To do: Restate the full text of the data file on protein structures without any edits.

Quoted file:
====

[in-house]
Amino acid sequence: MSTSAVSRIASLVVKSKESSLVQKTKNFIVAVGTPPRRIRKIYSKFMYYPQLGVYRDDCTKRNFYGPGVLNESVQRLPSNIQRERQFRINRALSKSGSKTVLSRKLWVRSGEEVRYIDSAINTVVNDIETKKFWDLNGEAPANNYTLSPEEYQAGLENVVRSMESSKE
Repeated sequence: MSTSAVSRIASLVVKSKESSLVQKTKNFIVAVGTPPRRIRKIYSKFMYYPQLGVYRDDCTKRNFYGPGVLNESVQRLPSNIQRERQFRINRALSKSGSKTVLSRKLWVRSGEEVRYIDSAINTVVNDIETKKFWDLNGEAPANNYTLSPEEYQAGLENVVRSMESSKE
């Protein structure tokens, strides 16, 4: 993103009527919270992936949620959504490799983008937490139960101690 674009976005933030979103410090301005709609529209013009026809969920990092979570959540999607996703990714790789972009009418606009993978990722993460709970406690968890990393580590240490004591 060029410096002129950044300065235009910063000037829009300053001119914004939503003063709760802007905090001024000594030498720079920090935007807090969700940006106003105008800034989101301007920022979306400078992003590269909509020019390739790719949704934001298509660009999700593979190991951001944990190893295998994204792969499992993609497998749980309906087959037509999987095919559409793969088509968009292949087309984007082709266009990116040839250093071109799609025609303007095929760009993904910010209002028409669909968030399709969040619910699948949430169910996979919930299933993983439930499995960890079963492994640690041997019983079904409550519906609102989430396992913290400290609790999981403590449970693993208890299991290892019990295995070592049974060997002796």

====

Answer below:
[in-house]
Amino acid sequence: MSTSAVSRIASLVVKSKESSLVQKTKNFIVAVGTPPRRIRKIYSKFMYYPQLGVYRDDCTKRNFYGPGVLNESVQRLPSNIQRERQFRINRALSKSGSKTVLSRKLWVRSGEEVRYIDSAINTVVNDIETKKFWDLNGEAPANNYTLSPEEYQAGLENVVRSMESSKE
Repeated sequence: MSTSAVSRIASLVVKSKESSLVQKTKNFIVAVGTPPRRIRKIYSKFMYYPQLGVYRDDCTKRNFYGPGVLNESVQRLPSNIQRERQFRINRALSKSGSKTVLSRKLWVRSGEEVRYIDSAINTVVNDIETKKFWDLNGEAPANNYTLSPEEYQAGLENVVRSMESSKE
């Protein structure tokens, strides 16, 4: 993103009527919270992936949620959504490799983008937490139960101690 674009976005933030979103410090301005709609529209013009026809969920990092979570959540999607996703990714790789972009009418606009993978990722993460709970406690968890990393580590240490004591 060029410096002129950044300065235009910063000037829009300053001119914004939503003063709760802007905090001024000594030498720079920090935007807090969700940006106003105008800034989101301007920022979306400078992003590269909509020019390739790719949704934001298509660009999700593979190991951001944990190893295998994204792969499992993609497998749980309906087959037509999987095919559409793969088509968009292949087309984007082709266009990116040839250093071109799609025609303007095929760009993904910010209002028409669909968030399709969040619910699948949430169910996979919930299933993983439930499995960890079963492994640690041997019983079904409550519906609102989430396992913290400290609790999981403590449970693993208890299991290892019990295995070592049974060997002796």